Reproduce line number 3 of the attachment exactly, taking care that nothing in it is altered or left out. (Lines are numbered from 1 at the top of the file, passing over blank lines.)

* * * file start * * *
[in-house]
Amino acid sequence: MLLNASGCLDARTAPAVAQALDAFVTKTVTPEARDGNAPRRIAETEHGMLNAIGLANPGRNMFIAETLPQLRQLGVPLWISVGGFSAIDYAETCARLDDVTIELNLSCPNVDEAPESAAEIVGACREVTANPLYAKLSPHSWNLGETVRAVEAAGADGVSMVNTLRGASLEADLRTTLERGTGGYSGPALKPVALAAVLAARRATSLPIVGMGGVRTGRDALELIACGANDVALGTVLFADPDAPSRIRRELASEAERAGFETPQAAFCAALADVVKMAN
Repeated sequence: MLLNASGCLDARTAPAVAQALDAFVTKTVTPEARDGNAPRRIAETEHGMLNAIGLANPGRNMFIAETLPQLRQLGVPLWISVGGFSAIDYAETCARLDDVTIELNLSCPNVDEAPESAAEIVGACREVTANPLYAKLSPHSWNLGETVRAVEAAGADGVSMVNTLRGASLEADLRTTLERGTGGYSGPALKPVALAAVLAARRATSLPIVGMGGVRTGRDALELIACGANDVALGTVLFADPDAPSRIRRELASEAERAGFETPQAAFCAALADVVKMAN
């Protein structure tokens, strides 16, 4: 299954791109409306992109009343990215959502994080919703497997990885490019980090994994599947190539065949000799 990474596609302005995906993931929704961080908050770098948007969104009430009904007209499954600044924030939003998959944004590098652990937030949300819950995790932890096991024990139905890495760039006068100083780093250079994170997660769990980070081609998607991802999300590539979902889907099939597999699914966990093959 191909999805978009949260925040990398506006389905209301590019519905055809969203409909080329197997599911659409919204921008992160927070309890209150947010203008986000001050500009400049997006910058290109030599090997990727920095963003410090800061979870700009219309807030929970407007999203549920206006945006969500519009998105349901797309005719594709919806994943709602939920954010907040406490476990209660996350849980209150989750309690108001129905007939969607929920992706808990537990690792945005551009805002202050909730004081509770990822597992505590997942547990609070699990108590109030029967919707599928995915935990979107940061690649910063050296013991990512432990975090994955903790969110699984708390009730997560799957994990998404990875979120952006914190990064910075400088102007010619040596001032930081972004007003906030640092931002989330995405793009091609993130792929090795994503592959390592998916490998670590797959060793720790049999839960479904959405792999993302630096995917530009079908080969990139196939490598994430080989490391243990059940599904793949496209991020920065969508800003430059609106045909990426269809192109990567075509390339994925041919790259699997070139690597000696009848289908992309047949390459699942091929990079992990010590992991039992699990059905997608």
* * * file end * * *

Repeated sequence: MLLNASGCLDARTAPAVAQALDAFVTKTVTPEARDGNAPRRIAETEHGMLNAIGLANPGRNMFIAETLPQLRQLGVPLWISVGGFSAIDYAETCARLDDVTIELNLSCPNVDEAPESAAEIVGACREVTANPLYAKLSPHSWNLGETVRAVEAAGADGVSMVNTLRGASLEADLRTTLERGTGGYSGPALKPVALAAVLAARRATSLPIVGMGGVRTGRDALELIACGANDVALGTVLFADPDAPSRIRRELASEAERAGFETPQAAFCAALADVVKMAN